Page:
The purpose of this paper is to trace Douglas McGregor's Theory Y thinking back from pre‐industrial revolution philosophers up through McGregor and his contemporaries and to explore how Theory Y evolved after its introduction.
This is a review article relying on literature reviews and synthesizing concepts and ideas from related sources.
This article examines the emergence of Theory Y as one of the hallmark relationship management principles of the last half of the 20th century. McGregor stands in a unique place in management history. He has one foot in the early human relations movement, and another foot in the movement of scholars who advocated a heightened awareness of management's responsibility for the human side of employer‐employee relations. McGregor serves as a true facilitator for growth and advancement in the field of management, in general, and human relations, in particular.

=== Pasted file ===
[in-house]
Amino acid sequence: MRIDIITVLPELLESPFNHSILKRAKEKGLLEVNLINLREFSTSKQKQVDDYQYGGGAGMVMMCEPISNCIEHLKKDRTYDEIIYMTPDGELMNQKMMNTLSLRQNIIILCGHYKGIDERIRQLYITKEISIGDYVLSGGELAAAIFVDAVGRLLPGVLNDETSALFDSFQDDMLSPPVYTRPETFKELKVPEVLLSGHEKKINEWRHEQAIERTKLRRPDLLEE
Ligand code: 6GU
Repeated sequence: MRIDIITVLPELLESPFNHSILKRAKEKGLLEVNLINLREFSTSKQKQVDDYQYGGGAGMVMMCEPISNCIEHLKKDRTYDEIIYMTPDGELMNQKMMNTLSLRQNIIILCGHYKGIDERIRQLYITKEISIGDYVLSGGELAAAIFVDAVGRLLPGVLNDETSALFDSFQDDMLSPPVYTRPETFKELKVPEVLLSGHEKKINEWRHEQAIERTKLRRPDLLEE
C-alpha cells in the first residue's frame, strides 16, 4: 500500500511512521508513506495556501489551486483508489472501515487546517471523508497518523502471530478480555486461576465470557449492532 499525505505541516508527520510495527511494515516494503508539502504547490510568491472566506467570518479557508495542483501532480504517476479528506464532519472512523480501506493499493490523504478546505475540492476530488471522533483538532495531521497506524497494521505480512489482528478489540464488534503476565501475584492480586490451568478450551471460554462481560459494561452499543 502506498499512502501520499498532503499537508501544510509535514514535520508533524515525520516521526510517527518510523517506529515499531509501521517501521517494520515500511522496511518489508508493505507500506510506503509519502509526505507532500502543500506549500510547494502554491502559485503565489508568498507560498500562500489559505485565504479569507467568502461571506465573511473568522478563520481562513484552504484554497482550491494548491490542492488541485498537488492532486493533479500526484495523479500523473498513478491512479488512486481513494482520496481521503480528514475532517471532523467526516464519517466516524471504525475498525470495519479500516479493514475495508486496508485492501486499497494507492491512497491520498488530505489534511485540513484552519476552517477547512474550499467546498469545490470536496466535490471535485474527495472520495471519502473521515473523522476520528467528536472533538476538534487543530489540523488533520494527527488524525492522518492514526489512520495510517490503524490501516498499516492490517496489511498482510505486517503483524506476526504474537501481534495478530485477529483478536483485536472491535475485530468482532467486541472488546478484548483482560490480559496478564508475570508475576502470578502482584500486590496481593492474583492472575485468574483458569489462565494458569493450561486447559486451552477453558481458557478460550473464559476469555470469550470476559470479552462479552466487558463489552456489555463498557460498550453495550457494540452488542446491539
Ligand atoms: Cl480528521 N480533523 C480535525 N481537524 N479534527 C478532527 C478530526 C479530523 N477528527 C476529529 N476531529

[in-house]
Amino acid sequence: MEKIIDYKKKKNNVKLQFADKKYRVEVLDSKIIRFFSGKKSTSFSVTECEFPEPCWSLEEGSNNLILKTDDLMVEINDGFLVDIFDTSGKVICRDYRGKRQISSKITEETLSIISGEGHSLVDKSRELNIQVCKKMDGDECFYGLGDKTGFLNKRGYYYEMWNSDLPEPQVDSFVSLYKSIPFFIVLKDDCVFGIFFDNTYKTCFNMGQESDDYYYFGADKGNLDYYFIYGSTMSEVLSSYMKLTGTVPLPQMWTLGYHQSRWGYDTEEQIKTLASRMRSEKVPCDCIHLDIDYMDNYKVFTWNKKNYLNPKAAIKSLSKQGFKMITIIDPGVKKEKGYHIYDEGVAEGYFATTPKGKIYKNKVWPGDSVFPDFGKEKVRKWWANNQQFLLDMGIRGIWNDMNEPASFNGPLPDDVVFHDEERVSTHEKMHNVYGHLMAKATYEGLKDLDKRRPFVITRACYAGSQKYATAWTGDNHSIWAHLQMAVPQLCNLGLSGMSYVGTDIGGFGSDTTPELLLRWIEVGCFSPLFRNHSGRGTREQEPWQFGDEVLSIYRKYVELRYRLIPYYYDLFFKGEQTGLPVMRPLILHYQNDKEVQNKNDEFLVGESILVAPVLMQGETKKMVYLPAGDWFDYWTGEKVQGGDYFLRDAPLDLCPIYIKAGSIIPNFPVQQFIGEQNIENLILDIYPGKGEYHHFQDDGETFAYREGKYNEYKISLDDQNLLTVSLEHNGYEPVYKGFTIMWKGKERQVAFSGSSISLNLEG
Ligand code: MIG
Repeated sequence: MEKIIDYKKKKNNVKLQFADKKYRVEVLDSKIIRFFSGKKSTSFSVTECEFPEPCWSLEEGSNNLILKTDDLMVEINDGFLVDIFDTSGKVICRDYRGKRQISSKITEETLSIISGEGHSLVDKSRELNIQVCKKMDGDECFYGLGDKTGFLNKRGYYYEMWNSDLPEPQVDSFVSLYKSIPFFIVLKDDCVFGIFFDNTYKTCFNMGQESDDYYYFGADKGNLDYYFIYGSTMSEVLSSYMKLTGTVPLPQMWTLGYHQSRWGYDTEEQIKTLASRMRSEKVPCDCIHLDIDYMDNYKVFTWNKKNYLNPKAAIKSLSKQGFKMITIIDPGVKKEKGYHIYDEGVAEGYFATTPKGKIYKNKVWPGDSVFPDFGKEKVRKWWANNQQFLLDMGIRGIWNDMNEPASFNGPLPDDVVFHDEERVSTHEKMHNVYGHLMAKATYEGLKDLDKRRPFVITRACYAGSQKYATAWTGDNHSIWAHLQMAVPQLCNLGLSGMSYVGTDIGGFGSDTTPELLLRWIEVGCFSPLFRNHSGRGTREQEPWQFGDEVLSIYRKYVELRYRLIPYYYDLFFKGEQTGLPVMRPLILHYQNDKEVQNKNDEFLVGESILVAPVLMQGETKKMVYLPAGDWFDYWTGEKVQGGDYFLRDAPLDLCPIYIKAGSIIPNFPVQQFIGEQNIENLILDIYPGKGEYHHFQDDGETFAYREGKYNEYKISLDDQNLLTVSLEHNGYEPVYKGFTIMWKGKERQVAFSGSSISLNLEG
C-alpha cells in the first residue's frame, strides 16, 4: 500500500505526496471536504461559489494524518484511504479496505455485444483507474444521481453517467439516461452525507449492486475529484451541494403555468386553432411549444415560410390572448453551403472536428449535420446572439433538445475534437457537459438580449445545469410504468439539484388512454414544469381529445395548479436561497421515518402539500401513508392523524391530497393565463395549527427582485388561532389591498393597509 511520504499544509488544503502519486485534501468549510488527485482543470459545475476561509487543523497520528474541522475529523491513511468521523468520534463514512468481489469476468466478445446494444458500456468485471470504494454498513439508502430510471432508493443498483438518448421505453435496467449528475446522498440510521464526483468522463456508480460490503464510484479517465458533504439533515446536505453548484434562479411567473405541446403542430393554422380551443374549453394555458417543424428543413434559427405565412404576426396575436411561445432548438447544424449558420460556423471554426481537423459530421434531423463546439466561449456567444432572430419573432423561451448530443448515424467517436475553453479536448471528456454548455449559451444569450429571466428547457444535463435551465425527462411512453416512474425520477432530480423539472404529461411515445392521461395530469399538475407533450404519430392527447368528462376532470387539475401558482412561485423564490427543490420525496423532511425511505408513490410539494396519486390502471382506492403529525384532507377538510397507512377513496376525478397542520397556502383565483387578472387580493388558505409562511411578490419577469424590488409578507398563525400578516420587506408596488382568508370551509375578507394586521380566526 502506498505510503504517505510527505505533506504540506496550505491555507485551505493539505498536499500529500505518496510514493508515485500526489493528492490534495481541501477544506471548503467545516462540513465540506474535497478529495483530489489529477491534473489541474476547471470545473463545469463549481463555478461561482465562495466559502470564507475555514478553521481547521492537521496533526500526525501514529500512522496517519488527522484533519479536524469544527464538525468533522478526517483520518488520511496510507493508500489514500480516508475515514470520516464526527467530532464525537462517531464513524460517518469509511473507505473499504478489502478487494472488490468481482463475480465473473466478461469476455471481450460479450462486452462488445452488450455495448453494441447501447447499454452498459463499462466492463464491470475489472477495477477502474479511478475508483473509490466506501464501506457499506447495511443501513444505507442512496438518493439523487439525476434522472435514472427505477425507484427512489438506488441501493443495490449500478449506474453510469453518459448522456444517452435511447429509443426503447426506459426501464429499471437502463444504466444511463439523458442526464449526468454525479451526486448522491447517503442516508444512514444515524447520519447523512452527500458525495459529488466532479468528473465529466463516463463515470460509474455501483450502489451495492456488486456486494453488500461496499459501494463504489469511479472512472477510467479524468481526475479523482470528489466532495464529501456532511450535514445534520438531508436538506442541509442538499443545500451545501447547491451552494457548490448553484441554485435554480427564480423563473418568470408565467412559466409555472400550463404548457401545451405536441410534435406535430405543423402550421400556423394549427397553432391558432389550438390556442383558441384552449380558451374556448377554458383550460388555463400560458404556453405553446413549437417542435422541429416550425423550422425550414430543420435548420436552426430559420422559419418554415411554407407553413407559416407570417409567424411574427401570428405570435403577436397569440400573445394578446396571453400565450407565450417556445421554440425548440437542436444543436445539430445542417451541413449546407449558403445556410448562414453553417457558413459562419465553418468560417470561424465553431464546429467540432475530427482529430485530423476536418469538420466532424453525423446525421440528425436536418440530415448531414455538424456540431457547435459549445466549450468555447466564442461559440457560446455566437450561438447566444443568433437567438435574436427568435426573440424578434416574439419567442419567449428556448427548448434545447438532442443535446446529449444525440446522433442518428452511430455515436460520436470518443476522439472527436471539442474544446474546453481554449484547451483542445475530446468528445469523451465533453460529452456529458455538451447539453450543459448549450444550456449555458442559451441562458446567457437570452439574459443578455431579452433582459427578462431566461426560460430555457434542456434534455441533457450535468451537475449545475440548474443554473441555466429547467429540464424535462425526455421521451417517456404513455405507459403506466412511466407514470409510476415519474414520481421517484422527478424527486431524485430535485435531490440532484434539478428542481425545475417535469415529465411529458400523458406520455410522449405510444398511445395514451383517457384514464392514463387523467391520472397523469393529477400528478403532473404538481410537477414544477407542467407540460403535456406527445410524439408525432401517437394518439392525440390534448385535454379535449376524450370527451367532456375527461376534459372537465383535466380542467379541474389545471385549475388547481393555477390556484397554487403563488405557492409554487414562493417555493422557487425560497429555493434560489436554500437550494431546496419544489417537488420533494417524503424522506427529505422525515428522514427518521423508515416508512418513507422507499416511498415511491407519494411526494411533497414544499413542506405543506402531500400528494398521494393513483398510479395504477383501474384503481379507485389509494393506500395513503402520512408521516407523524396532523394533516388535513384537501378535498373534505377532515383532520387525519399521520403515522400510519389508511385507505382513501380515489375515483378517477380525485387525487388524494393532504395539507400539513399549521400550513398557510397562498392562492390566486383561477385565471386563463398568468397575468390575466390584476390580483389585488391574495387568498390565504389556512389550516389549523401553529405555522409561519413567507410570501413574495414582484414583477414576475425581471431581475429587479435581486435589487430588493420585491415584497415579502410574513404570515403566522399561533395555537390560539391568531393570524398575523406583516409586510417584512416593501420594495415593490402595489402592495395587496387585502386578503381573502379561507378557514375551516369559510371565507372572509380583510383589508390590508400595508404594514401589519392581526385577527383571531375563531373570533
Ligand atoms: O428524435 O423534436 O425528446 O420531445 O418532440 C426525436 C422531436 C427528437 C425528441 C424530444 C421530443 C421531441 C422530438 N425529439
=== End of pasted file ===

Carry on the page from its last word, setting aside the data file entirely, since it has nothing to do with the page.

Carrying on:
This paper holds value to management scholars and practitioners in its utility as a means of tracing the evolution of one of the most important management concepts of the last half of the 20th century. While it may lack in originality (a flaw in many historical reviews) it certainly addresses important issues and provides a path for understanding the development of a key management concept (Theory Y).
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